Treaty of Friendship, Alliance and Mutual Assistan
Stalin and Mao were able to work together because:
- Mao respected Stalin
- Mao had no alternative allies
- Mao and Stalin had common enemies
- China accepted Soviet leadership of the communist world
- China and Soviet Union formed a military pact against invasion from capitalist nations
- China was to be given economic and technical aid ( $300 million) but aid was to be repaid at a high rate of interest
- China's sovereignty in Manchuria was restored
- Mongolia remained in Soviet sphere of influence
The Korean War 1950
- First test of the new alliance
- Stalin wanted to avoid direct military confrontation between the superpowers but didnt want North to be defeated
- Mao was willing to send a volunteer force of 270,000 to defend North Korea
- This allowed Stalin to achieve both of his objectives
- The conflict was highly significant; it drained China's financial resources making it more dependent on the SU and demonstrated the courage and expertise of Chinese troops, persuading Stalin that China was a useful ally
- The Korean War helped to solidify the Sino-Soviet relationship
After Stalin; positive
Relationship seemed to improve:
- SU increased the amount of technical support it offered
- With Soviet help 116 fully equipeed industrial plants were constructed
- Also aid for producing metal, prospecting oil, the development of machine tools and the manufacture of locomotives
- 8000 Chinese students were also invited onto advanced training courses in the SU
- Khrushchev appeared to be more accomodating than Stalin
- He signed an agreement giving up Soviet territory in Lushun
- There seemed to be a more positive working relationship between the two at the Geneva Conference 1954
After Stalin; negative
- Mao had little respect for Khrushchev; he believed he was nothing more than a timid bureacrat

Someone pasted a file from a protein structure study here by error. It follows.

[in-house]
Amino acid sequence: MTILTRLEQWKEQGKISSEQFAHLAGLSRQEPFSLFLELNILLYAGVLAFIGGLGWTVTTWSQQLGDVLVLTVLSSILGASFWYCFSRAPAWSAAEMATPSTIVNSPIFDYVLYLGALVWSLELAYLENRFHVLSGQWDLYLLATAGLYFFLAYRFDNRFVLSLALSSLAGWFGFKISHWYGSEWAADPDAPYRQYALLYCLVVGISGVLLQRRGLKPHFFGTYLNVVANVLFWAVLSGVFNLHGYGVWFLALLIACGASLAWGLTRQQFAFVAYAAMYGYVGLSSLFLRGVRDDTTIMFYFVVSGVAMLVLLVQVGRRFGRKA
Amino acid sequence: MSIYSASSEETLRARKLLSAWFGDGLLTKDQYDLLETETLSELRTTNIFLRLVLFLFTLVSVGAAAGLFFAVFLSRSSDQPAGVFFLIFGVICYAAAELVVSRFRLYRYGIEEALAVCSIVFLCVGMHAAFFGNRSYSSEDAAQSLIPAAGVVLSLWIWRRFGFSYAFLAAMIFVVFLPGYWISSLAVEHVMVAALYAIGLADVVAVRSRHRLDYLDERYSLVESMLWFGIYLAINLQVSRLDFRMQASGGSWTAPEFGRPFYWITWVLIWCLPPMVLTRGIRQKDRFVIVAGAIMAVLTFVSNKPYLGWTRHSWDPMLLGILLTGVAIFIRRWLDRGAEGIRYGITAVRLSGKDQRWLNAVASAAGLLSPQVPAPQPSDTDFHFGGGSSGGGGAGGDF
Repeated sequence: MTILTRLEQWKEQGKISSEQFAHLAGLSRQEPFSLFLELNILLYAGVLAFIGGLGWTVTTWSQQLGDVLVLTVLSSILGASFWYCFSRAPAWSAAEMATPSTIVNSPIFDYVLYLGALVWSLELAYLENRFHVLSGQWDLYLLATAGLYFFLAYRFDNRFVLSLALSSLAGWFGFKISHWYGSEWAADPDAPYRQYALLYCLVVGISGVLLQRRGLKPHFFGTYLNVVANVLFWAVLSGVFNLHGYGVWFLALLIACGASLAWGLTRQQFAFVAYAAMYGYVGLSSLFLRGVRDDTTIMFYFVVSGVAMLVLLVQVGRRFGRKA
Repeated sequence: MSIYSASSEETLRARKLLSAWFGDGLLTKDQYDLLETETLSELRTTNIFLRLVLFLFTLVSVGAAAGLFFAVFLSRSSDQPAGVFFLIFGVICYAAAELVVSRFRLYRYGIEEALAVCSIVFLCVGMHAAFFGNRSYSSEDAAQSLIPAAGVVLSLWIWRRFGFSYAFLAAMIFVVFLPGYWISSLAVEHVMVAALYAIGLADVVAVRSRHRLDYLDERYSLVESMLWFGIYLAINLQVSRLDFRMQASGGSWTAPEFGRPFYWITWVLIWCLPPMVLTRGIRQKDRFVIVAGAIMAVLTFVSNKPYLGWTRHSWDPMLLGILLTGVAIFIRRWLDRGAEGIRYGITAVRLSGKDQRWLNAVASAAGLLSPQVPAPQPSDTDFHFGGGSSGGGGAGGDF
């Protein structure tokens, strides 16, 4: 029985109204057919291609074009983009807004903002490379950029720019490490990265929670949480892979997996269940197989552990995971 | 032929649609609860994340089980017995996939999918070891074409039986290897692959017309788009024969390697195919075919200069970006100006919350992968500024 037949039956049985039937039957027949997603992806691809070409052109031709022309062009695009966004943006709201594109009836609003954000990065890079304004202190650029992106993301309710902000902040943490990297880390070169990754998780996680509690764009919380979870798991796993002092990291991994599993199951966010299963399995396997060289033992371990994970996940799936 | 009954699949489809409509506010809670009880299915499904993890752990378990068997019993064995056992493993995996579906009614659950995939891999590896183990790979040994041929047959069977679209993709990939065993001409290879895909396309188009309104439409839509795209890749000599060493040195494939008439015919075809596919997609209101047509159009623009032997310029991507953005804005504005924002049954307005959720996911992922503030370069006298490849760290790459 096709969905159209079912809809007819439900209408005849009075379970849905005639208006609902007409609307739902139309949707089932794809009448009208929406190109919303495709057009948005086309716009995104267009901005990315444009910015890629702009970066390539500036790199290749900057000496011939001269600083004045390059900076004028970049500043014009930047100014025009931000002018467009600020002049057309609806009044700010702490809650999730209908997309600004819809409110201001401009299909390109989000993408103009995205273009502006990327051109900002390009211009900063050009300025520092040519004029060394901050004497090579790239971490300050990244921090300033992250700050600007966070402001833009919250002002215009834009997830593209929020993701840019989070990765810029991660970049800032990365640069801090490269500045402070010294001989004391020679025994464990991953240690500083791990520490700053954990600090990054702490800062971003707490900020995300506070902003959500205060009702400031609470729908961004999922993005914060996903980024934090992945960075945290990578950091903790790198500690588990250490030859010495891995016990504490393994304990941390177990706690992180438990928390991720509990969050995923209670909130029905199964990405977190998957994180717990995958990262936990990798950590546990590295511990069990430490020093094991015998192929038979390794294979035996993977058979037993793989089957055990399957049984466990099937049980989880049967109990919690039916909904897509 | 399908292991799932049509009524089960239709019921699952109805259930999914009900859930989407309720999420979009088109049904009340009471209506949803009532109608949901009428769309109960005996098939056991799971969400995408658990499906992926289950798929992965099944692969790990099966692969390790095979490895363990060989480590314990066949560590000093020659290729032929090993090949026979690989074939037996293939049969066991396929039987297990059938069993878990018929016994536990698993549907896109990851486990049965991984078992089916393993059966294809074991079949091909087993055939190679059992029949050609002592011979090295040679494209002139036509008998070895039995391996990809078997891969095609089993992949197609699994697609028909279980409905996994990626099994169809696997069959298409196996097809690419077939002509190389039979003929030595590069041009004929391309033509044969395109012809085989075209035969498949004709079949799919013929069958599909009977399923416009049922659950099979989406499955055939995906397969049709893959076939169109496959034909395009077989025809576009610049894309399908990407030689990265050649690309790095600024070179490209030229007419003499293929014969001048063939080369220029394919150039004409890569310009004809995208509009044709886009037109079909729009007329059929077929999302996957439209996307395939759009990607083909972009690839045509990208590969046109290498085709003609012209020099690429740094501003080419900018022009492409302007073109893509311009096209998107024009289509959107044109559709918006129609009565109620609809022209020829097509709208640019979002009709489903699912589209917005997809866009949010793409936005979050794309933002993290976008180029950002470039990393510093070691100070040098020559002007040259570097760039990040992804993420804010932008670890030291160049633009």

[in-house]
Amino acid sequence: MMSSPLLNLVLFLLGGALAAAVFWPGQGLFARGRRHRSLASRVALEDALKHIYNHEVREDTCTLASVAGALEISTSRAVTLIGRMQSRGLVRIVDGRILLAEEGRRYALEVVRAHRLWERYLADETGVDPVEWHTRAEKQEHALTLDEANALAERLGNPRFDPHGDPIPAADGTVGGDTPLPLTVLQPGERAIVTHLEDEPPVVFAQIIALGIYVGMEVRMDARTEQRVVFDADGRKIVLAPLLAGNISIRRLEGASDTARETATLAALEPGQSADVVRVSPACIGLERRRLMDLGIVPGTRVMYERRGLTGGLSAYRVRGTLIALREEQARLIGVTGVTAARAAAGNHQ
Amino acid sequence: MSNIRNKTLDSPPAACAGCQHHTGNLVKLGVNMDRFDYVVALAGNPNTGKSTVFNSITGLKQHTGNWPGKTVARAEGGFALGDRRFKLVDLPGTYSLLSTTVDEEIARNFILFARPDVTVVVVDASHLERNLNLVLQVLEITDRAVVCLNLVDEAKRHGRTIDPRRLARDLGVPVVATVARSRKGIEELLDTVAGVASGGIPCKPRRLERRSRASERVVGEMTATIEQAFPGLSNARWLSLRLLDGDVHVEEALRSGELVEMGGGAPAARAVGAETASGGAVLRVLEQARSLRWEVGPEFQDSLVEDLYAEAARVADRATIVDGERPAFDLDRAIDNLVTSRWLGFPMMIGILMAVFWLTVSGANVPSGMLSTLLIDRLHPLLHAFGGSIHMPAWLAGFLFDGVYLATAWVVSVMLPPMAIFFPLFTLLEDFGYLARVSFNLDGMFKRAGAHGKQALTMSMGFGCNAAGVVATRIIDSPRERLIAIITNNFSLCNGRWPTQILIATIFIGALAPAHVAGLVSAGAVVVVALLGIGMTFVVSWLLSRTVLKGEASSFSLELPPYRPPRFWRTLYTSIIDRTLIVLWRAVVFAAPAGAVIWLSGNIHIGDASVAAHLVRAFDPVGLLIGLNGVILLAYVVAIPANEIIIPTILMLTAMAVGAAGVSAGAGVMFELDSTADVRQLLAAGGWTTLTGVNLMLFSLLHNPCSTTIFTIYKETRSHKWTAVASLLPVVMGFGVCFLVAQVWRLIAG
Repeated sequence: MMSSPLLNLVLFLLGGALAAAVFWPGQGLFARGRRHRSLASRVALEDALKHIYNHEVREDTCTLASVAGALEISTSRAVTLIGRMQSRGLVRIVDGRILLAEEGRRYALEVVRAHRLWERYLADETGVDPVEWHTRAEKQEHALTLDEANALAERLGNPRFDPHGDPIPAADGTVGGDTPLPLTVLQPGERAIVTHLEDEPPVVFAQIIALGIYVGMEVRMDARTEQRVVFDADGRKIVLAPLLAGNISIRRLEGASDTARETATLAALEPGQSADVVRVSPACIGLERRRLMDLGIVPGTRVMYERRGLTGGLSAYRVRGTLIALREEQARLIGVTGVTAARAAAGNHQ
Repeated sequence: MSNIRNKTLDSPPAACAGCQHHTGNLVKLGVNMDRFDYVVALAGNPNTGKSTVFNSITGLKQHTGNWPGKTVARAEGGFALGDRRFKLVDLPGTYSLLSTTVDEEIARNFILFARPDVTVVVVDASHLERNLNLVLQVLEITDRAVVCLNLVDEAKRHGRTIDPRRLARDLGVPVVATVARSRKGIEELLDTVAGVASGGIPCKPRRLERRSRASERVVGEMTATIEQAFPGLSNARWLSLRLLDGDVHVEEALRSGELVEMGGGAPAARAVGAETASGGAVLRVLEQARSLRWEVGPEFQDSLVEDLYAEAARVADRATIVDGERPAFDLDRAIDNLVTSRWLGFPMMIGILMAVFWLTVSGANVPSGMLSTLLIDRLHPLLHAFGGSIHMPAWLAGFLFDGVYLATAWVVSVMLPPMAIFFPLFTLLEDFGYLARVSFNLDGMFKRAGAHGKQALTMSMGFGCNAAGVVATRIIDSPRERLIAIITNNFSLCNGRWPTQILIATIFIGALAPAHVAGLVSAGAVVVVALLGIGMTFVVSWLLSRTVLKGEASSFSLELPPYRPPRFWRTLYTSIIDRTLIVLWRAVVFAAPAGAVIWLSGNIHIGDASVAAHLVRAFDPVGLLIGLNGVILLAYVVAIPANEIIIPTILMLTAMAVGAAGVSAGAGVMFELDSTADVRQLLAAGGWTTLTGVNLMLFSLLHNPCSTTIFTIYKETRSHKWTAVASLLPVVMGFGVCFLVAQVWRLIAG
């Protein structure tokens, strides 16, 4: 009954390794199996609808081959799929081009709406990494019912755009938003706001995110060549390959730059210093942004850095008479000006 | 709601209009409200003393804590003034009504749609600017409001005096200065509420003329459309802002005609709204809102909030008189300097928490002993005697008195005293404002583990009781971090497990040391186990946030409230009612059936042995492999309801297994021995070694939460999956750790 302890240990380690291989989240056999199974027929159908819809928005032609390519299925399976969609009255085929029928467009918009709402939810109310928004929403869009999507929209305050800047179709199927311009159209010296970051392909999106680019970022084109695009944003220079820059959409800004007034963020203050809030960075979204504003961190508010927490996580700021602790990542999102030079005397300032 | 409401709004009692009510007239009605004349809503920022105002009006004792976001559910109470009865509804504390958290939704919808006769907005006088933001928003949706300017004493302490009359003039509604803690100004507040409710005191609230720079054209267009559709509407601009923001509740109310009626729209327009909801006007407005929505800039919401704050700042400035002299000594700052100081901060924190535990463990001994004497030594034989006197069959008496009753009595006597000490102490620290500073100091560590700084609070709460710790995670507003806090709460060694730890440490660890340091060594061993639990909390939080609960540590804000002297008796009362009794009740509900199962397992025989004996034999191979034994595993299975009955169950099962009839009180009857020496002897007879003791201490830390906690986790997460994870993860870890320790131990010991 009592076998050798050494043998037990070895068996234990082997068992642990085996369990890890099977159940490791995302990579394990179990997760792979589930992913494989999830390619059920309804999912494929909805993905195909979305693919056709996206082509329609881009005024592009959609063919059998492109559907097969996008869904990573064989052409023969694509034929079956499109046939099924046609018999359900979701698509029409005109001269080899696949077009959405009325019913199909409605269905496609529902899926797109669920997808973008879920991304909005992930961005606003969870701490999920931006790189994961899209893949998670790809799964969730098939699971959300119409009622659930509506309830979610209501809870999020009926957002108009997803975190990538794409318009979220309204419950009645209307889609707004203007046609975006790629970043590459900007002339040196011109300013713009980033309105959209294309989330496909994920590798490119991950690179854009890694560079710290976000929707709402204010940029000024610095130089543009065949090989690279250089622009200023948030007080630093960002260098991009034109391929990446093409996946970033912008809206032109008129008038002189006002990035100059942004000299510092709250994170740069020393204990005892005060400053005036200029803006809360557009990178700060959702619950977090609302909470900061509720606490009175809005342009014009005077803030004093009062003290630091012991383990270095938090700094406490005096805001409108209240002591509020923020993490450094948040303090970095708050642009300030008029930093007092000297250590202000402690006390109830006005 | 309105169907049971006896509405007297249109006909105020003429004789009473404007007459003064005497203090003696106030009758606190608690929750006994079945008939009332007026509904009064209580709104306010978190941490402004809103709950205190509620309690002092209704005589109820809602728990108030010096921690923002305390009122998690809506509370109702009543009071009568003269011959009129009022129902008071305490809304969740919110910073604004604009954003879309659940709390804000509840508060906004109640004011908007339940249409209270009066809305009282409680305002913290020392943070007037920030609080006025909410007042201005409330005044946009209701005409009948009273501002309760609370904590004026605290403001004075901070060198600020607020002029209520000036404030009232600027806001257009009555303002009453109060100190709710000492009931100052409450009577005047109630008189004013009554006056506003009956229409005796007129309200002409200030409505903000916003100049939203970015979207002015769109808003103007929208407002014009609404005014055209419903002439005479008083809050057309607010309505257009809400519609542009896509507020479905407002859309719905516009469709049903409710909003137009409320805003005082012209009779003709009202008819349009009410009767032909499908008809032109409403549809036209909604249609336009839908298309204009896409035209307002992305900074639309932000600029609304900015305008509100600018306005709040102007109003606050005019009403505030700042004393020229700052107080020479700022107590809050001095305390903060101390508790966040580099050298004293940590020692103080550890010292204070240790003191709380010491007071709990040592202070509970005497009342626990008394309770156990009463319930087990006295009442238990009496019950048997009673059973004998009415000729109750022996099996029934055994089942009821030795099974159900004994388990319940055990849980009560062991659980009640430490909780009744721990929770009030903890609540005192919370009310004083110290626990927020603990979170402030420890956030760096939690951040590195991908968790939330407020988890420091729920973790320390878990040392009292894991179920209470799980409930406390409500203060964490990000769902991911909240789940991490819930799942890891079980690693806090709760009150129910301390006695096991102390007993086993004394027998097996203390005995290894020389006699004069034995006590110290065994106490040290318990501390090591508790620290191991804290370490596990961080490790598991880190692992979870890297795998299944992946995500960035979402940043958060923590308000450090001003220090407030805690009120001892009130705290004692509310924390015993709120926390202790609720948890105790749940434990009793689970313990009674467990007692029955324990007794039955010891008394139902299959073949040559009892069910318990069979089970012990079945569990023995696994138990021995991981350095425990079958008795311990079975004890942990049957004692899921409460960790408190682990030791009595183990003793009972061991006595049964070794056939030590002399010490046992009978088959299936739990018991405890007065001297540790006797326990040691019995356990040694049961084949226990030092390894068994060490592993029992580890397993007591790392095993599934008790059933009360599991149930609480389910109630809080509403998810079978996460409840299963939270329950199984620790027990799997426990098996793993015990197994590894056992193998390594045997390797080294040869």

- Mao's doubts were confirmed by the 1956 Secret Speech which promoted de-stalinisation
- The secret speech criticised Stalin's 'cult of personality' something which Mao himself had created.
- Following the speech Mao branded Khrushchev a dangerous revisionist
Tension over Taiwan
- Taiwan Crisis 1954-55; 1954 Mao began to bomb Taiwan, the US signed a Mutual Defence Treaty, in private Khrushchev was clear he didnt want to jeopardise peaceful coexistence
- Taiwan Crisis 1958; US provided matador missiles to defend Taiwan, Mao bombarded Quemoy and Matsu in august 1958 as a way of exerting pressure on the US, Khruschev refused to support China and China was forced to back down
- These crises showed that Khrushchev was unwilling to support Mao's attempts to conquer Taiwan and this deepend mistrust
After Stalin; negative 2
- Mao stated that he was willing to see half the world's population die in order to advance communism which shocked Khrushchev
- Mao also viewed Khrushchev's committment to peaceful coexistence between capitalism and communism as a sign that Khrushchev was a coward who was betraying communism.
- Khrushchev was horrified by Mao's willingness to use nuclear weapons and refused to help China develop its own nuclear weapons.
- Mao felt betrayed
- As an alternative Khrushchev proposed the establishment of a radio station in China which would monitor US submarines
- But Mao saw this as a patronising gesture- part of what he believed to be a cat and mouse relationship.
Ideological rivals 1958-66
- In 1958 Mao launched the Great Leap Forward, an economic policy claimed to be superior to the Soviet model.
- Khrushchev was frustrted by this clear criticism of Soviet policy
- Mao's new policy reflected the growing ideological differences between China and the SU
- The policy was based on the creative power of China's peasants over the technical expertise of Soviet advisors. It clearly reflected Mao's increasing self-confidence and desire to replace Khrushchev.
- Khrushchev understood this and criticised the policy which caused greater strain between the two, these tensions came to the surface when in 1960 Khrushchev ordered the removal of all 1390 Soviet experts from China and cancellation of all 257 joint projects
- Mao's policy was ultimately a spectacular failure and resulted in a major famine. Mao even refused Soviet offers of emergency supplies showing the extent to which relations had deteriorated
- Soviet communist party and Chinese communist party criticised each other more formally
- The Open Letter of the Communist Party of the Soviet Union argued that China was no longer on the true path to communism.
- Mao responded with even greater criticism that the Soviet party had re-established capitalism
- Mao's refusal to compromise with the Soviet Union was based on a genuine ideological rejection of 'Soviet revisionism'